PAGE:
Should Type-1 diabetics be on a keto diet?


I wanted to try the keto diet because it’s supposed to burn fat fast. The original ketogenic diet is a short-term, carb-cycling, fat-loss program, but it’s extreme and can be dangerous. Most people have modified the original ketogenic diet so that there are no more than 30-50 grams of carbs every day, as long as you are on the diet, with no exceptions.

People can and have fallen down or passed out from extremely low blood sugar due to so few carbohydrates. I was also nervous to try it because I’m a type-1 diabetic and have to take insulin injections, and the point of this diet is to prevent insulin from entering the bloodstream.

On the original keto diet, there are two high carbohydrate days in a row followed by five low carb days. The extremely high carbohydrates are supposed to prevent muscle loss on the low-carb days, which allow for a maximum of 30 grams of carbs each day, which is equivalent to one medium banana. The amount of calories on the low carbohydrate days during the week should also be low enough so that you’re in a deficit so you can burn fat.

This program is a weekly cycle. Some people do it between 1 to 4 cycles every so often. Others live off the keto diet. I decided to try it for 1 cycle: 7 days, but I didn’t want to harm my health. On the low-carb days, my plan was to cut my background insulin in half, and to test my blood sugar frequently to see if I needed to increase or lower the dosage. I was going to exercise in moderation to keep my blood sugar in the safe range. Unfortunately, omitting insulin altogether is not a good idea for a diabetic because the body produces glucose for energy regardless of what, or if, you are eating at all. This glucose, either from food, or made in the body, is what makes blood sugar rise if the pancreas isn’t producing insulin. This is why type 1 diabetics have to take “background” or “night time insulin” to make sure their blood sugar is stable 24 hours a day.

On that Saturday I couldn’t stomach 70% of my diet from carbs, it was just too much, and way more than I’m used to. The five apples were probably a bit too much fructose. I also wasn’t fond of giving myself that much insulin due to all the carbs I had to consume. On Sunday, it was much easier to eat 60% of my diet from carbohydrates.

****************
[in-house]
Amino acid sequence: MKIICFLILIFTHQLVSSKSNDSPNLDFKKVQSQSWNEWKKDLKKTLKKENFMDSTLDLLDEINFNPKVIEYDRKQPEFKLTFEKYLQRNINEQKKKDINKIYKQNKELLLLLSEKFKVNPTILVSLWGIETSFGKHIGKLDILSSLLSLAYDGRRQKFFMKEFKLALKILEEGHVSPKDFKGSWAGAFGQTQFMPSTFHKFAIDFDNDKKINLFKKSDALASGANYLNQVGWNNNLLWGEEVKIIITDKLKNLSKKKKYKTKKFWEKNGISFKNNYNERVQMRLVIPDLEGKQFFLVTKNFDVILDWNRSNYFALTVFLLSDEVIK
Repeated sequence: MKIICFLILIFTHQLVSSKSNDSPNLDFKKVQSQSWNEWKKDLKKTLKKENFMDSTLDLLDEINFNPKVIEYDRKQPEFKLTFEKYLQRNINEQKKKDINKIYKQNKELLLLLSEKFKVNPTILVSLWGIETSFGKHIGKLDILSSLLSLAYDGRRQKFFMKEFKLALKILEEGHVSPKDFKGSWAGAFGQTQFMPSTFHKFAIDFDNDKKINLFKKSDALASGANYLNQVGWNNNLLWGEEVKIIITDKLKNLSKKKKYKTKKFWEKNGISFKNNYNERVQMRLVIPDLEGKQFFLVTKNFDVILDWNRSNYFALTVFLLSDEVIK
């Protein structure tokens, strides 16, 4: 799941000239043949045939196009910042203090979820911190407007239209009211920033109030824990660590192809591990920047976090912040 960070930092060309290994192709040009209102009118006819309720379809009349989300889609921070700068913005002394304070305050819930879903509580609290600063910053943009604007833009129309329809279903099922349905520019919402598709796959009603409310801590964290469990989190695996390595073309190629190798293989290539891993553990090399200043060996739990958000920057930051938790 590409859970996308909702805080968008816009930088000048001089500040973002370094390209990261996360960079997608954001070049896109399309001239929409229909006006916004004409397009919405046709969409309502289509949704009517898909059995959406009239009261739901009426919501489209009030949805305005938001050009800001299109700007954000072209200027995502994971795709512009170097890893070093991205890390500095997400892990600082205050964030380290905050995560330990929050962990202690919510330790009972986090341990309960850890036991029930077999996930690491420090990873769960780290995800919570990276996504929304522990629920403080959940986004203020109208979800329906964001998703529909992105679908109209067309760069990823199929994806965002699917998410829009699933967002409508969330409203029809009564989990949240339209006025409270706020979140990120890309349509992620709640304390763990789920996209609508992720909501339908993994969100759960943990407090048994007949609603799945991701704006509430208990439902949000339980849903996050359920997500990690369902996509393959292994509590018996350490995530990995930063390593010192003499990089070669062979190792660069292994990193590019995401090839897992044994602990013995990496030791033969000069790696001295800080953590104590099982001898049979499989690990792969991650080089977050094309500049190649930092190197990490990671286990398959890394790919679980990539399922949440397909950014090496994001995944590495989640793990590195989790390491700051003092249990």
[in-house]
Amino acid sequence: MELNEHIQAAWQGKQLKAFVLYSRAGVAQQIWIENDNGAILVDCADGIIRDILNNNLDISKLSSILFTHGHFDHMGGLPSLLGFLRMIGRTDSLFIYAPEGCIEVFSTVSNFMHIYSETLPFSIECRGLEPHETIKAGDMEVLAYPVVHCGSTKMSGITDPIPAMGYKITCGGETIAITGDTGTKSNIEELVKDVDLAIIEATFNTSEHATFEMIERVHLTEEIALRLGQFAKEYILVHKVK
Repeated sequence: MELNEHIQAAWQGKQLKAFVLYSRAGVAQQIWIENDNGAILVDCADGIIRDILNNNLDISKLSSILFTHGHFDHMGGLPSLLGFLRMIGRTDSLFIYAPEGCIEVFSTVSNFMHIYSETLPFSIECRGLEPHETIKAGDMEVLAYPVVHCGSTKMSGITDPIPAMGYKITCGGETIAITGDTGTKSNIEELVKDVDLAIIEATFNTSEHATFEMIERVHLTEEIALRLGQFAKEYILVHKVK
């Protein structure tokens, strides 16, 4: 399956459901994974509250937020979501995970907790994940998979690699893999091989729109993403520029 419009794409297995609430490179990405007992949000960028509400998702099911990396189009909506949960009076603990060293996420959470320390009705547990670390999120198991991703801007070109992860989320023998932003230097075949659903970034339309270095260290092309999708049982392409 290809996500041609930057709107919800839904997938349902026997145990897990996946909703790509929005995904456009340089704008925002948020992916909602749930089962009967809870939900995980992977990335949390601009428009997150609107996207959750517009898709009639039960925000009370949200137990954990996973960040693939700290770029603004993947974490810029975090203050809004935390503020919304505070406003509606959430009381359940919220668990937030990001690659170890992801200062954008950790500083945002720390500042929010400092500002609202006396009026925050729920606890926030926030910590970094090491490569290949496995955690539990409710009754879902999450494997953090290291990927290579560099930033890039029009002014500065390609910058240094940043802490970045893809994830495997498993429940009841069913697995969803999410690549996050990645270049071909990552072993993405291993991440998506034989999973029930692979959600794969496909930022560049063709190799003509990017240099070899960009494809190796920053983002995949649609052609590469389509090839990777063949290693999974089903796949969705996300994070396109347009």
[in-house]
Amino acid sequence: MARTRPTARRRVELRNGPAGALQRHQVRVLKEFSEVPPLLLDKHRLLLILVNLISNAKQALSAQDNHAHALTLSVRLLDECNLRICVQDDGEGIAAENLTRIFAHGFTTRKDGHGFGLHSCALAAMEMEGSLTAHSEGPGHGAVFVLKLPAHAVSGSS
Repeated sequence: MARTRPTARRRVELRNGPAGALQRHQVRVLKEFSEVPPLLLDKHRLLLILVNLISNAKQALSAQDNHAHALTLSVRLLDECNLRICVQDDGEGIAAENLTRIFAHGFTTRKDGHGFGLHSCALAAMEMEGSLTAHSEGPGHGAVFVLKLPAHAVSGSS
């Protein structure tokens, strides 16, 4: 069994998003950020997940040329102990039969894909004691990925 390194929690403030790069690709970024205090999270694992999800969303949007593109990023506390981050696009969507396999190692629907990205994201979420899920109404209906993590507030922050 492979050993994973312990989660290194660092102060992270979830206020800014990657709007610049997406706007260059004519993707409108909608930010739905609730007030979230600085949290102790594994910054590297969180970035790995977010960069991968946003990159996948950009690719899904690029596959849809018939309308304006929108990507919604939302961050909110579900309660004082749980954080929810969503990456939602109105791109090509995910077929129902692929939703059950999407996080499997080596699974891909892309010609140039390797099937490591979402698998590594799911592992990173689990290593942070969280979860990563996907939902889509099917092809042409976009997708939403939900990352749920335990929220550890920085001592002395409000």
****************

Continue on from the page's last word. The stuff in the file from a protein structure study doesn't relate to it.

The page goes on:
The Monday through Friday low-carb regimen combined with exercise was going to be the biggest challenge. I would need little to no insulin during the daytime, which is great since I wouldn’t have to give myself injections, but with so little carbs, lifting weights, doing cardio and being a diabetic, I would have to be especially careful my blood sugar doesn’t go too low. The solution for low blood sugar is eating something sugary, which is carbs. I wouldn’t want to start the diet back over again so I made sure to never let my blood sugar get too low.

To prevent dangerous low blood sugar levels, I cut my typical 1 hour of weight training down to 30 minutes. I exercised at home so I wouldn’t have to drive. I also did only 20 minutes of light cardio instead of my usual 30 minutes of intense cardio. This allowed my blood sugar to be below 100 but no less than 80. I had to be careful not to let my blood sugar levels be too high either, so I checked my blood sugar with my meter before each meal.

What I enjoyed about this diet is that the low-carb days were also high fat days. Before I did my research I thought it was a high protein/low carb diet, but the keto diet is not high protein because too much protein could reverse the fat burning process and can harm the liver. The extra calories need to come from somewhere and if they can’t come from extra protein or carbs, the remaining macronutrient is fat. So I got to enjoy higher fat meals such as steak, salads loaded with dressing, veggies cooked in oil, nuts, and lots and lots of peanut butter. At the end of the week, I ate a half a jar of peanut butter!

It was odd eating so much fat, yet supposedly burning fat. I weighed my proteins, and used tablespoons for all the oils and nuts. I logged all my food into an application to make sure I was in the calorie range suggested per their formula, just under 1500 calories. I also used the app to make adjustments to my protein and fat intake to make sure those were in the correct ratios too.

On Wednesday morning of the 3rd low-carb day I was feeling lethargic from so little carbs and calories. I also wasn’t getting sufficient fiber since the fruit and oats I normally eat contain a lot of carbohydrates, which meant those were off the list. One that 5th day, my weight dropped 2 pounds and could see the possibility of a 6-pack in the future.

On Thursday, I gained a half a pound. On Friday, I gained another half-pound. All in all, I only lost 1 pound, which was mostly water weight. On the low-carb days I was starving, couldn’t do the things I normally do, and spent a lot of time weighing and logging all my foods. The bottom line is that this diet is quite a challenge with little reward. I don’t recommend it.

Photo: Avocados have healthy fat and pack a punch at 320 calories each

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